9 tips to Getting A Head Start On Your MBA Application

Even though June is very early to start thinking about applying to be part of the MBA Colleges, I’m sure there are many people out there anxiously waiting for the mid-summer release of the new application. While you’re waiting, here are some things that you CAN do right now:

1) Compile your undergraduate and graduate education history.
All schools will ask you to list all undergrad and grad schools that you’ve attended, what degree you received and when, what your major was, GPA, class rank, etc. Make sure you have all this information on hand so you don’t have to hunt it all down when you start the application. This step is very easy if you…

2) Order transcripts from all of the undergraduate and graduate schools you attended.
Having a copy on hand for your records will make applications much easier for you because it will give you all the information listed in #1 above. Also, some B-Schools give you the option of self-reporting your transcript instead of mailing in the official one when you apply. If you choose this option (which I did), you will have to fill out an Excel spreadsheet listing every class you took at each school and what grade you received. After you’re admitted, you then send an official transcript over to verify the data.

Most schools have several transcript ordering options, with the official one being the most expensive. I saved a little money by ordering an unofficial copy that was identical to the official one minus the snazzy official seal.

3) Retake the GMAT if you are unhappy with your score.
The general rule is that you want to get in the 80th percentile for each section. If you’ve achieved that, don’t fret too much about the difference between a 720 and an 800.

4) Compile your employment history.
If you think about it, applying to b-school is much like applying for a new job. Schools want to know everything about your employment history: who you’ve worked for, what dates you were employed there, what your job function was, in what city the company employed you, job title(s) you have had while at the company, beginning/ending base salary, bonuses, employer’s contact info. And if that’s not enough, they want you to describe important leadership/management responsibilities you have had or any major accomplishments you had with the company. Hopefully, you have all this information easily accessible to you. But if you don’t, now’s the time to start hunting it all down!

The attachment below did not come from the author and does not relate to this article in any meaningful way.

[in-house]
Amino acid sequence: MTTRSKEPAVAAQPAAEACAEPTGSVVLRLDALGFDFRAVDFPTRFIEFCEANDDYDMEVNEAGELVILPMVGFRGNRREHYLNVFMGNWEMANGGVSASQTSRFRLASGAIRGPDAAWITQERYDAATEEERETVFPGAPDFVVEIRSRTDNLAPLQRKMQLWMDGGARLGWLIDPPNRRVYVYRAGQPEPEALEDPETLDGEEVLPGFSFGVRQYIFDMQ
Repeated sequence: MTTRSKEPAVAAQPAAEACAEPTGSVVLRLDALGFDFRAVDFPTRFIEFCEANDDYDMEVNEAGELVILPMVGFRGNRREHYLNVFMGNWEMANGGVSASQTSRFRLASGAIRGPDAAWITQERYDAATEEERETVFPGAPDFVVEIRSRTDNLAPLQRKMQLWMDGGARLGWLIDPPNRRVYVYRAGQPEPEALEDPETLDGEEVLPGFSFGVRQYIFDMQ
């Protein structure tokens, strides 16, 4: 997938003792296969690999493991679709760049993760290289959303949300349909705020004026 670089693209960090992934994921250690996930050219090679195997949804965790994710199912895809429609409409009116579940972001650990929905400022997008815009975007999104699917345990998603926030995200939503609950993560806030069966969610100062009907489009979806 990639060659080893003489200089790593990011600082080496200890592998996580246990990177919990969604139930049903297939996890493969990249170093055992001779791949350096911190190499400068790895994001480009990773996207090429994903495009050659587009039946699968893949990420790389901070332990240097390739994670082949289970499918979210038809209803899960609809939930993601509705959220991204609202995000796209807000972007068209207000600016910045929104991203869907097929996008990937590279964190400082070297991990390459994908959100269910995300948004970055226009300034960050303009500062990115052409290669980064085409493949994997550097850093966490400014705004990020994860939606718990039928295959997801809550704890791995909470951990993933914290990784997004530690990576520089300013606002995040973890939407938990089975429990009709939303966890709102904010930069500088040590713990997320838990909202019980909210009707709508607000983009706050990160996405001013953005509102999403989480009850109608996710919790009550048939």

5) Make a list of all your extracurricular activities, both in college and post-college.
You don’t necessarily have to list every single activity that you participated in during and after college, but b-schools want to know that you have a life outside of school and work. They are particularly interested in activities where you took on some kind of leadership role. However, don’t be afraid to list an activity just because you were not the President of that particular club. B-schools also use this area of the application as a way to get to know your interests in addition to helping them gauge your leadership ability.

6) Make a list of all awards and honors you have received, both in college and post-college.
Don’t be alarmed if you don’t have a long list of awards to write about here. But if you have received any awards that you would like AdCom to know about, definitely include those in your app. Past awards are not something we think about on a daily basis so you may have to do a little research to get the exact names of the award(s) you’ve received. If you can’t remember, try calling your parents to see if they remember.

7) Gather info from your parents and/or spouse.
Many schools ask you to include info on your parents/spouse in your application. To make this easier, make sure you have on hand the following info about each parent and/or your spouse: their country of residence, country of birth, occupation, employer, education level, undergraduate/grad schools attended, degree(s) received. You may not need all of that info for every school, but that should cover most of what you need for most schools.

8) Start thinking about the “Why do I want to get an MBA at XXX school right now?” essay.
Even though the essay questions aren’t out yet, there’s one question that is asked every year so you can start drafting that now. You need to seriously think about why an MBA  would help you achieve your future career goals given where you are in your career now. If you can’t answer this question, you may want to rethink applying to business school. Knowing what you want to get out of your MBA will help you choose what you want to be involved in while at school. And if AdCom isn’t convinced that you need an MBA  now after reading your essay, your chances of getting in are pretty slim.

9) Select your recommenders.
Pick people who supervised you and know you well. There’s really a lot to say on this one, so it’ll be covered in a separate post, right here.






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